At this time of year everything is lush and green (read humid). Lots of flowers, birds, and biting insects abound. At least the trail was dry.
I figured that since I don't live back here anymore, I wouldn't know anyone, but I did manage to meet up with fellow Wasatch Speedgoat Racing team members Larry and Beth Hall.
|Meeting up with fellow Speedgoats Larry and Beth Hall|
So, about 75 of use started the 100K. Those numbers are about the same as they were 10 years ago. there were a lot more 100-mile runners than there used to be though.
The first few miles are rolling cross country ski trails. About 30' wide and the state keeps them mowed during the summer. The first thing I noticed is that everyone was walking the ups. Now these ups are anywhere from 10' to 30' of gain and some were a bit steep, but I thought I'm from Utah, I run stuff like this all the time, so I did. The first aid station is about 4.7 miles in and at the time you're running along a wide straight flat trail through a section of pine forest.
|Running through some pine forest|
|Southern Wisconsin farmland|
Meanwhile, at about mile 15, we began running through some southern Wisconsin prairie. I never have been a fan of this section of the course. Usually the grass is a bit taller, so harder to push through. Also, it's a lot more exposed, and by now the sun is usually getting warm and the moisture given off by the grass can make the humidity pretty stifling. Heat and humidity doesn't usually bother me unless I have the prevailing breeze at my back, making it feel like running through absolutely still air. Thank goodness there was a breeze most of the time. The prairie section is about seven miles of exposure that I tried to run all of just to get through. I was glad to get back into the cool shade of the forest.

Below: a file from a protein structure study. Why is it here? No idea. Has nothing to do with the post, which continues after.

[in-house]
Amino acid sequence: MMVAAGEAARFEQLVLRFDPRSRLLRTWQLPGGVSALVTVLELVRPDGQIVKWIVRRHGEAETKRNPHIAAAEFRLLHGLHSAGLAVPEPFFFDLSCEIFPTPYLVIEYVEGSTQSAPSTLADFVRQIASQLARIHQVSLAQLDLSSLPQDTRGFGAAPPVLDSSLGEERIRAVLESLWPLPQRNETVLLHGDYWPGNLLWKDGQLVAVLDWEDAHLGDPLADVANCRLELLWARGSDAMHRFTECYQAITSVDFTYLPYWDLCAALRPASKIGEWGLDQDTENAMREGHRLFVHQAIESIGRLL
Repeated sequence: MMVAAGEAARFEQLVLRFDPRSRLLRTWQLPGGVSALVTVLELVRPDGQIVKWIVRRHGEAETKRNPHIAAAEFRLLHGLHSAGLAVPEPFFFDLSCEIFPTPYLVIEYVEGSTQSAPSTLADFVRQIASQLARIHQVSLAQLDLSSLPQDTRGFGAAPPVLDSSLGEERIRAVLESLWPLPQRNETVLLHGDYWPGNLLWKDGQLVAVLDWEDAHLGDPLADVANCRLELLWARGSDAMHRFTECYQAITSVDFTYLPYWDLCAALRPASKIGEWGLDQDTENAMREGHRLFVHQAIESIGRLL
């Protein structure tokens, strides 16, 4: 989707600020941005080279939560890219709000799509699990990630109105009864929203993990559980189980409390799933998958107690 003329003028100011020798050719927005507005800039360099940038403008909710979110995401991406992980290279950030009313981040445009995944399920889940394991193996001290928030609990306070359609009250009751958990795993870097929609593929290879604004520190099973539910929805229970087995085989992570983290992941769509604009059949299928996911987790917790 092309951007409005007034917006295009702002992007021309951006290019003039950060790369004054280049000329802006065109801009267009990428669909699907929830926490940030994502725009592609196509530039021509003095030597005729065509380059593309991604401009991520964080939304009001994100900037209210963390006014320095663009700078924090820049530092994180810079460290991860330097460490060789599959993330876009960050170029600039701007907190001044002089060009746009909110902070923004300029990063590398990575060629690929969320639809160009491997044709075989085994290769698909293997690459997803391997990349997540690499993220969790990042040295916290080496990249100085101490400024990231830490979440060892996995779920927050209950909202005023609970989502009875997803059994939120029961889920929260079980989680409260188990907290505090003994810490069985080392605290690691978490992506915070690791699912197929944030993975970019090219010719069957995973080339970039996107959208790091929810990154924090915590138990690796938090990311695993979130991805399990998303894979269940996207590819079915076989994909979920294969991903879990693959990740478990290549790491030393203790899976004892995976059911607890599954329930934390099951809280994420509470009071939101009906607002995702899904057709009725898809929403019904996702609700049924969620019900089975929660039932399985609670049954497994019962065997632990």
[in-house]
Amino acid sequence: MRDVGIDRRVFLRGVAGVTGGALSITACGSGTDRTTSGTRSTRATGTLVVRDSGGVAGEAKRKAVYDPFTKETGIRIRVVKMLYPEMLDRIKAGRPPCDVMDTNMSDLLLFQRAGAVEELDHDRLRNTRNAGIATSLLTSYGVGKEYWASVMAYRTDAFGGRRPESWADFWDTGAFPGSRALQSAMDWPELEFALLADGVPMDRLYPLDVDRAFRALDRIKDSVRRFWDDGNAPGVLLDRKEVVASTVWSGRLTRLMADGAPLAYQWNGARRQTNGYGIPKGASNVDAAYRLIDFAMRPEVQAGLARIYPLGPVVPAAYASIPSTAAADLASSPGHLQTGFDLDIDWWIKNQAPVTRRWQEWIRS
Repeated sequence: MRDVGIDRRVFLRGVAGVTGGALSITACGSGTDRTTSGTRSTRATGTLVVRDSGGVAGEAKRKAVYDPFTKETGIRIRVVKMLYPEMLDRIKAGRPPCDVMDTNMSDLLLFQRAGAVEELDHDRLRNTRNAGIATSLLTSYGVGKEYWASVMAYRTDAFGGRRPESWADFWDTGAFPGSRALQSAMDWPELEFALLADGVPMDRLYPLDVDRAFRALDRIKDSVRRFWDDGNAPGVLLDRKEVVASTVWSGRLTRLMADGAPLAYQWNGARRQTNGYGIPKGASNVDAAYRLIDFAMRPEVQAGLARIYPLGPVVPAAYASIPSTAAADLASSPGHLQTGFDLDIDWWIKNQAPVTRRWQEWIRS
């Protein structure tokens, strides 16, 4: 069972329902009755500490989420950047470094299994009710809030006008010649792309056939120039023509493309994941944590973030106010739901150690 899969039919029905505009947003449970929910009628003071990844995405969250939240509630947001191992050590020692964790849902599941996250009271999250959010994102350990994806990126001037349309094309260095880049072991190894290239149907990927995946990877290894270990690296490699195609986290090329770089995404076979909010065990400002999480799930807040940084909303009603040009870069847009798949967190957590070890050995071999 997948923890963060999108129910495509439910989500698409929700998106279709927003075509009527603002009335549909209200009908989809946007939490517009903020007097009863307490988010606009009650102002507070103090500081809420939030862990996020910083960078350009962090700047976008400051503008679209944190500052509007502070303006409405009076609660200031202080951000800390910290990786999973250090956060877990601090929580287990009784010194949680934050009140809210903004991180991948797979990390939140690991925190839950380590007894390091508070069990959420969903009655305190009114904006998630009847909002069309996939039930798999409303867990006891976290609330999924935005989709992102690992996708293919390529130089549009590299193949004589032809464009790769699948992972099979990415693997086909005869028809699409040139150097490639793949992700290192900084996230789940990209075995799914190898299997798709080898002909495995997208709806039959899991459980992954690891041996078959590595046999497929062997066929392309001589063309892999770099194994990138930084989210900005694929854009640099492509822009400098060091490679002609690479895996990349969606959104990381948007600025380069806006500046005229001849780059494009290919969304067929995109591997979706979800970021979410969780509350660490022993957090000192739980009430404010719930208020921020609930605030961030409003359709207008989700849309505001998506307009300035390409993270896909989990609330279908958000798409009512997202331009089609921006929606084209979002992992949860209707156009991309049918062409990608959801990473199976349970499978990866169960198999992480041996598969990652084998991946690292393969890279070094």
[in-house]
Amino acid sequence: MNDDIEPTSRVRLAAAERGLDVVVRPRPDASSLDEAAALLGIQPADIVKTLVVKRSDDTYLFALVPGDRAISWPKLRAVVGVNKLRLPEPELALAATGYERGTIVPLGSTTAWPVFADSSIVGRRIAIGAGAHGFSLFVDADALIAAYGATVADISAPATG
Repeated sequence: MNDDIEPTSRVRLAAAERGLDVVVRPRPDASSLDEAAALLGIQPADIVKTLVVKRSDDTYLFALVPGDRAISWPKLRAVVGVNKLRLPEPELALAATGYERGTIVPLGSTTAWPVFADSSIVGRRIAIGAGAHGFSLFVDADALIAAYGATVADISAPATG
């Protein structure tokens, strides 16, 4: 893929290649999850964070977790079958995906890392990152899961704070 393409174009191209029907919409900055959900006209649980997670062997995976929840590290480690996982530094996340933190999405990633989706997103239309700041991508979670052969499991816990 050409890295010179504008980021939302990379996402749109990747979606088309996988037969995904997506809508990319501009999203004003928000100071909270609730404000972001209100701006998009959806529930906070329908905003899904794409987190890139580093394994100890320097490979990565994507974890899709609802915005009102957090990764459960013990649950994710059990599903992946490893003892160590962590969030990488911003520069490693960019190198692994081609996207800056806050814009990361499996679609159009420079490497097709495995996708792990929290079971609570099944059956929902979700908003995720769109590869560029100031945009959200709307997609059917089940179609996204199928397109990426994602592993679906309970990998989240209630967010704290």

When I hit the second to last aid station and got back on the ski trails, I started smelling the barn and tried to pick up the pace a bit more. I blew through the last aid station and by now I was starting to see the lead 100 mile runners heading out again as well as the 38 mile fun run runners (yeah, they start at about 6pm and get to run through the night). The one thing about running on the ski trails is that they are so convoluted that you can hear the cheering at the finish line and know that it's still four miles away. The weather by now had gone overcast and windy and was threatening to rain. It always rains on this race. Every year, but it usually holds off until the evening. Well, I was coming in later than I have in the past, so I did start getting rained on for about the last half mile. I was good with that. The air was still warm and the rain cooled things off a bit.
I finally crossed the finish line or a time of 13:55. So way slower than ten years ago, but I think at my age I'm supposed to be slowing down a bit. Anyway, it was good enough for 17th place overall out of 61 finishers, and, once again, 2nd in my age group. I'm good with that. Yeah, it was fun to go back and run this race again after so many years away. 100K is my favorite ultradistance to run. Long enough to be epic, but usually you don't end up running through the night. Jason and Timo have directed this race since its inception 19 years ago and it shows. Everything runs well, the course is well marked, the aid stations are well manned and stocked. If you're ever in southern Wisconsin the first weekend in June and looking for a great trail race, do this one. Hopefully I can go back and run it again.